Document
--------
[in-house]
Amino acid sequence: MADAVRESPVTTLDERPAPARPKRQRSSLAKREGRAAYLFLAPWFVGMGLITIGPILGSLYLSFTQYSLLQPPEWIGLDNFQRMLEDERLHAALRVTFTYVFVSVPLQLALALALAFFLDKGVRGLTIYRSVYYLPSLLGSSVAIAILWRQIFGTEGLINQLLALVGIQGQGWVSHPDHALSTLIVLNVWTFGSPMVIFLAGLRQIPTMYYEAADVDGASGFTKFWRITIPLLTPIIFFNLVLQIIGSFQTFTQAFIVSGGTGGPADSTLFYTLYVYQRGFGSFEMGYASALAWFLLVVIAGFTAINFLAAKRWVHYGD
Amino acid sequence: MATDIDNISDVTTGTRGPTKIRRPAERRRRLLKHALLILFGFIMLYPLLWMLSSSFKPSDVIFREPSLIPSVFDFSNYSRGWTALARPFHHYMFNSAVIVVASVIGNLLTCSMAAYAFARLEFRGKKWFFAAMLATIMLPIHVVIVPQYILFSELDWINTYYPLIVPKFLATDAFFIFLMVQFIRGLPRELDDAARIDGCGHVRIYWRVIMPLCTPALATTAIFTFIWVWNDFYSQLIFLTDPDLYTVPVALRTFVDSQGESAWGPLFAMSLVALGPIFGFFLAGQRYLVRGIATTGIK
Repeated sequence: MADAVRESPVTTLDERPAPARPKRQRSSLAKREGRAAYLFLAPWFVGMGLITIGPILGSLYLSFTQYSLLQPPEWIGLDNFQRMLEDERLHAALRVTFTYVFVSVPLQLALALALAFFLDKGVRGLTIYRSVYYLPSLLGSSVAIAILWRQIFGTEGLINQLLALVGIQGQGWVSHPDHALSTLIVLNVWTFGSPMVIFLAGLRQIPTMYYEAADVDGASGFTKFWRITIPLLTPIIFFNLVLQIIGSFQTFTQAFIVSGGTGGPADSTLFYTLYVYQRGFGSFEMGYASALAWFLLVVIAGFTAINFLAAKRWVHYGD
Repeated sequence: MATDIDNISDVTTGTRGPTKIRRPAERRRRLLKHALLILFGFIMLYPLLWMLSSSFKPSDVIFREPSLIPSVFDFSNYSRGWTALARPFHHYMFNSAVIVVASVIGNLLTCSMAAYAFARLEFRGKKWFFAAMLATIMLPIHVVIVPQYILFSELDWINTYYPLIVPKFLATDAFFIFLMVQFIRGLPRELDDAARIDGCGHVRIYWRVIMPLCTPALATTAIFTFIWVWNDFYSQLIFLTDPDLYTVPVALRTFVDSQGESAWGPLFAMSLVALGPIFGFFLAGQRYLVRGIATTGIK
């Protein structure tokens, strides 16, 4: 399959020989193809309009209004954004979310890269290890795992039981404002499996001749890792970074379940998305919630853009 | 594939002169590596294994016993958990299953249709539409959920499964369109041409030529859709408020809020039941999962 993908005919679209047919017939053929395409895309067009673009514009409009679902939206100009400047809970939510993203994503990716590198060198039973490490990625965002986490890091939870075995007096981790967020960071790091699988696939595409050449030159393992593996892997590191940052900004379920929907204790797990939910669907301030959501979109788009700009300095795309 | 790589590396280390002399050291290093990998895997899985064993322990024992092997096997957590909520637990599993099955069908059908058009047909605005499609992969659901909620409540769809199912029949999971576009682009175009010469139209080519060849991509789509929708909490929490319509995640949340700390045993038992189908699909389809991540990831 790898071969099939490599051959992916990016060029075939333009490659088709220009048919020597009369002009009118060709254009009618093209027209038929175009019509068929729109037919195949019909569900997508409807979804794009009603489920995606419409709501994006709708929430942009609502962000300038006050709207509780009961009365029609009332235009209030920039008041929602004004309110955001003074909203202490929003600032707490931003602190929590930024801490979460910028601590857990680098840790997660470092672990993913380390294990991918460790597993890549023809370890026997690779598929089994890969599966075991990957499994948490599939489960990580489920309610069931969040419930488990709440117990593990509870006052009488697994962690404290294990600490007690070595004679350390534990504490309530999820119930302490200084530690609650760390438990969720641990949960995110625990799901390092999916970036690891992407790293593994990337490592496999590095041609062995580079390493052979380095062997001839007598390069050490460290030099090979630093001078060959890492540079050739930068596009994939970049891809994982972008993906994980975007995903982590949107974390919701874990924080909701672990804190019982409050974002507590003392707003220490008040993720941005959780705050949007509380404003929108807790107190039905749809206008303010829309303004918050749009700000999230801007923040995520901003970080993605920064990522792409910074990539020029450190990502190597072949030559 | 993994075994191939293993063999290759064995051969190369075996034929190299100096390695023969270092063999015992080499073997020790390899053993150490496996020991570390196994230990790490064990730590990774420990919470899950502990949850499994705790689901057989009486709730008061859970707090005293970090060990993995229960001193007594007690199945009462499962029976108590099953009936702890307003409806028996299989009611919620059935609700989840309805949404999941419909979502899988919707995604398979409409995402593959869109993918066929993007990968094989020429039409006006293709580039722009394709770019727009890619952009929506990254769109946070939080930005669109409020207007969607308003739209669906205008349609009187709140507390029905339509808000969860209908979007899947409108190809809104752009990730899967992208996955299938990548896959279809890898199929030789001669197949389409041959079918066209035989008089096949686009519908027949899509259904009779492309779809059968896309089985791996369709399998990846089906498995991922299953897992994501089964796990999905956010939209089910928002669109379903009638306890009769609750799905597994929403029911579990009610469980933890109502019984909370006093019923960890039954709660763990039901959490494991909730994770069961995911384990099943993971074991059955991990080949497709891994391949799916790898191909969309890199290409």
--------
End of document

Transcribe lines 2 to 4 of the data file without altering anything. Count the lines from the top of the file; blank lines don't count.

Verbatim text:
Amino acid sequence: MADAVRESPVTTLDERPAPARPKRQRSSLAKREGRAAYLFLAPWFVGMGLITIGPILGSLYLSFTQYSLLQPPEWIGLDNFQRMLEDERLHAALRVTFTYVFVSVPLQLALALALAFFLDKGVRGLTIYRSVYYLPSLLGSSVAIAILWRQIFGTEGLINQLLALVGIQGQGWVSHPDHALSTLIVLNVWTFGSPMVIFLAGLRQIPTMYYEAADVDGASGFTKFWRITIPLLTPIIFFNLVLQIIGSFQTFTQAFIVSGGTGGPADSTLFYTLYVYQRGFGSFEMGYASALAWFLLVVIAGFTAINFLAAKRWVHYGD
Amino acid sequence: MATDIDNISDVTTGTRGPTKIRRPAERRRRLLKHALLILFGFIMLYPLLWMLSSSFKPSDVIFREPSLIPSVFDFSNYSRGWTALARPFHHYMFNSAVIVVASVIGNLLTCSMAAYAFARLEFRGKKWFFAAMLATIMLPIHVVIVPQYILFSELDWINTYYPLIVPKFLATDAFFIFLMVQFIRGLPRELDDAARIDGCGHVRIYWRVIMPLCTPALATTAIFTFIWVWNDFYSQLIFLTDPDLYTVPVALRTFVDSQGESAWGPLFAMSLVALGPIFGFFLAGQRYLVRGIATTGIK
Repeated sequence: MADAVRESPVTTLDERPAPARPKRQRSSLAKREGRAAYLFLAPWFVGMGLITIGPILGSLYLSFTQYSLLQPPEWIGLDNFQRMLEDERLHAALRVTFTYVFVSVPLQLALALALAFFLDKGVRGLTIYRSVYYLPSLLGSSVAIAILWRQIFGTEGLINQLLALVGIQGQGWVSHPDHALSTLIVLNVWTFGSPMVIFLAGLRQIPTMYYEAADVDGASGFTKFWRITIPLLTPIIFFNLVLQIIGSFQTFTQAFIVSGGTGGPADSTLFYTLYVYQRGFGSFEMGYASALAWFLLVVIAGFTAINFLAAKRWVHYGD